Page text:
the several years when there were no OOo releases and AOO either didn't
exist or was still incubating. When Oracle donated the code to Apache, it
also donated the OpenOffice.org trademark, which led Rob Weir to note:
But I would have trademark concerns if a statement like this installed
anything but OpenOffice:
sudo yum install openoffice.org
That is not part of the problem, though, as the package name for LO in
Fedora is not
"openoffice.org". The names of the binaries used to invoke the office
suite are a different story, though. It is not at all clear that an
upstream project gets to decide what the binaries used by a particular
distribution are called, trademarked or not. There has been no claim that
things like soffice or oocalc are trademarked (and it's
not at all clear they could be), but some
in the AOO project believe they "belong" to AOO. Jürgen Schmidt described it this way:
And again changing soffice means much more work and I really don't see
why we should change it because they belong to OpenOffice.
Some magic UNO bootstrap code used by UNO client applications used the
soffice alias for example. Changing it would break potential client
The other aliases like oowriter are obvious where they come from, why
should we change them?
It is important to come back in distros but we should not [easily] give up
what belongs to OpenOffice.
Weir is concerned about users
getting confused, noting that the project has already heard from some that
were confused by getting "something else" when they thought they were installing AOO. He called that
"classic trademark infringement". Later in the thread, he
made it clear that he is talking about AOO
vs. LO confusion, rather than some other form
of trademark confusion:
argument is even stronger when we have, as we do, documented cases of
users being confused, thinking they are getting OpenOffice, but
instead getting LibreOffice.
Exactly how that confusion has come about (by running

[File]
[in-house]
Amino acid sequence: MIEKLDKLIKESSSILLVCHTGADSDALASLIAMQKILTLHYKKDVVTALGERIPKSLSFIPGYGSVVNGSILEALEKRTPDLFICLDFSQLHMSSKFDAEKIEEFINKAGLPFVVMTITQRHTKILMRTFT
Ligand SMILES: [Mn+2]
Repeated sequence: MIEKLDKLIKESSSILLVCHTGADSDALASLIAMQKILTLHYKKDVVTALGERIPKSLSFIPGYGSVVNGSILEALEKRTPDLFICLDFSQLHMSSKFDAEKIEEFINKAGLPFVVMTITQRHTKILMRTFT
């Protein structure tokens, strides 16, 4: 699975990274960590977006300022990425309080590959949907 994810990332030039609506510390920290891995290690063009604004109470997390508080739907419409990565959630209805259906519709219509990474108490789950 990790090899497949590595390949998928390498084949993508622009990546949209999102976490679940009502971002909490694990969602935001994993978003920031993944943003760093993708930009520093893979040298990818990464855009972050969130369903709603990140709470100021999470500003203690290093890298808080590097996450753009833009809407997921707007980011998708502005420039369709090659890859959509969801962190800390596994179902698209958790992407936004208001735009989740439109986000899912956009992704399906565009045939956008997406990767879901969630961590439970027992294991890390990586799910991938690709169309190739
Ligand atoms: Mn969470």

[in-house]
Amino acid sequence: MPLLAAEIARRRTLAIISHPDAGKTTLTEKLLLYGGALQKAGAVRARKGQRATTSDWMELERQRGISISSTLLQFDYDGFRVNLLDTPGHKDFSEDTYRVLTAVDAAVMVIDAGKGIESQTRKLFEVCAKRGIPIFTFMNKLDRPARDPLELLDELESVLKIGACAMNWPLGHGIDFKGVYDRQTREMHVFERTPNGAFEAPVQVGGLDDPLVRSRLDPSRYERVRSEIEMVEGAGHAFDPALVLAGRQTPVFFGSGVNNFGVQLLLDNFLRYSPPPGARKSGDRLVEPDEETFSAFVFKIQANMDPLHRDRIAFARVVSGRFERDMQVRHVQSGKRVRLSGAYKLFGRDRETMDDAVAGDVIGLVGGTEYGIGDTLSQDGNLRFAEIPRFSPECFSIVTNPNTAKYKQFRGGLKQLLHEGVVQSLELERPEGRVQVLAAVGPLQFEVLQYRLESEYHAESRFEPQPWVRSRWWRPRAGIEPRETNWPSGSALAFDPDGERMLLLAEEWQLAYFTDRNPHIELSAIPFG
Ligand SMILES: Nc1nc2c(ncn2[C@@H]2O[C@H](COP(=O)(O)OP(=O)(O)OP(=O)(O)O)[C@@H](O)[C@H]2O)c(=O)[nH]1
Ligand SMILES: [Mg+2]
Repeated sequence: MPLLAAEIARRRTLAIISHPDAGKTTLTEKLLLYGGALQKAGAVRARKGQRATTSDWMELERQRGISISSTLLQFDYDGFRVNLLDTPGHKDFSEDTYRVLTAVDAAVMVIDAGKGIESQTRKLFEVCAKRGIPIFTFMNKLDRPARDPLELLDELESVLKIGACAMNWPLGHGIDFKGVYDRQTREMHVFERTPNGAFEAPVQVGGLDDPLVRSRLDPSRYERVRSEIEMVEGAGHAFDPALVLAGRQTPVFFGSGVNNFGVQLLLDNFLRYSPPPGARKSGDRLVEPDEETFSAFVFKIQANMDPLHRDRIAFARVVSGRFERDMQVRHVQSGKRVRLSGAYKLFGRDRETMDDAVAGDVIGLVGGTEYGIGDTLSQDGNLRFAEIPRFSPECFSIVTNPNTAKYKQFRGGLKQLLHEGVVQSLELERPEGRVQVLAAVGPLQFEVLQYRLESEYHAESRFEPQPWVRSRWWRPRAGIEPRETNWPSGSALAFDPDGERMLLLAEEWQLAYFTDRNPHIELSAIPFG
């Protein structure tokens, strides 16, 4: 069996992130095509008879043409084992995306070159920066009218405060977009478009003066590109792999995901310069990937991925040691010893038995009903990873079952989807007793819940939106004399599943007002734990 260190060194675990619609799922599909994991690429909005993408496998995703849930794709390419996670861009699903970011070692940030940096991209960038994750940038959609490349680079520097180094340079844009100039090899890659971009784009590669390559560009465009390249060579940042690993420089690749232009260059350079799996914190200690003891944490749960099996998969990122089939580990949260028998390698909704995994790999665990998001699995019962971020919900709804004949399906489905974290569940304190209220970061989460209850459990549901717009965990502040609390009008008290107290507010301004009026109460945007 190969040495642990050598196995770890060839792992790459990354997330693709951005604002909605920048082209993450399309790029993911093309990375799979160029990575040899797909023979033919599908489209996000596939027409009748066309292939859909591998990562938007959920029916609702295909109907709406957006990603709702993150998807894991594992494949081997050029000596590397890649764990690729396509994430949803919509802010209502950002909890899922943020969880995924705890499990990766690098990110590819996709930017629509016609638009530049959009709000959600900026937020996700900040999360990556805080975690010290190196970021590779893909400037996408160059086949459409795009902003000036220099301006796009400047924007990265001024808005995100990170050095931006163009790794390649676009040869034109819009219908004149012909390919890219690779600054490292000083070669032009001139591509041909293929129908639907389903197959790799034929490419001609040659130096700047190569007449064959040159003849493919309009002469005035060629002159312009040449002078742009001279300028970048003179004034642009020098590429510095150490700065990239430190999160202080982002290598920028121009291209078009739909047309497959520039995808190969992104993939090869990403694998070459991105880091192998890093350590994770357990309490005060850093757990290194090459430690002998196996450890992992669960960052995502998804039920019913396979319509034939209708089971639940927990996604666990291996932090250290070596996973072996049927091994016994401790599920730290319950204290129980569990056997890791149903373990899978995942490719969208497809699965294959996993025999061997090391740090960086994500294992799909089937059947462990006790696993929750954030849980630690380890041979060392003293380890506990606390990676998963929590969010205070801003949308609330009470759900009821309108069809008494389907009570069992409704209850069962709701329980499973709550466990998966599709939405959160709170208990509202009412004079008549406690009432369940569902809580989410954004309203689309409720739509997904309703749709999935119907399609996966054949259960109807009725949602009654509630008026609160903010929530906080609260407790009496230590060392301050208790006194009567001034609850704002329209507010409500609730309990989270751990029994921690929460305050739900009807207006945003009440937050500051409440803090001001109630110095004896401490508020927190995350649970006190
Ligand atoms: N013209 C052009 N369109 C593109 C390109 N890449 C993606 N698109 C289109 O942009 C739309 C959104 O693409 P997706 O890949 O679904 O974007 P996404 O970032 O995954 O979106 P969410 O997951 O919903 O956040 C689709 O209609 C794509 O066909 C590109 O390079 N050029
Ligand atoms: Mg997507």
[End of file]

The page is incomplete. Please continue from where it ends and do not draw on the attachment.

oocalc and getting LibreOffice Calc or by installing some package
with an ambiguous name, for example) is
not described. There is a largely unused openoffice.org alias in
the Fedora LO package (pointing to libreoffice), but Pescetti does
not think that getting rid of that will be a problem. Beyond that, it's
not really clear what trademark infringement disagreements AOO could have
LO (or more precisely in this case, Fedora's packaging of LO). As Pescetti
pointed out, even if there are any
trademark issues, they should not take precedence over actually packaging
AOO for Fedora:
Again, packaging is the real issue now. Let's make OpenOffice for Fedora
exist before we come to these issues.
Given a historical perspective, one can understand both sides of the "who
gets the binary names" argument. But, other than some possible (mis)use of
openoffice.org, it's a bit hard to see a trademark issue in play here.
In addition, Debian's "iceweasel" (which is its version of the
Firefox web browser) can be invoked by typing "firefox" at the command line—seemingly
without any trademark complaints from Mozilla.
Rather than muttering darkly about trademarks, working with LO and the
Linux distributions to find an amicable solution on binary names for both
projects would seem the proper course. There has been talk of prefxing
"lo" or "aoo" for things like oowriter, but the trickiest to solve
likely to be the binary name with the oldest provenance: soffice,
which hearkens back to the original StarOffice—grandparent of
both AOO and LO.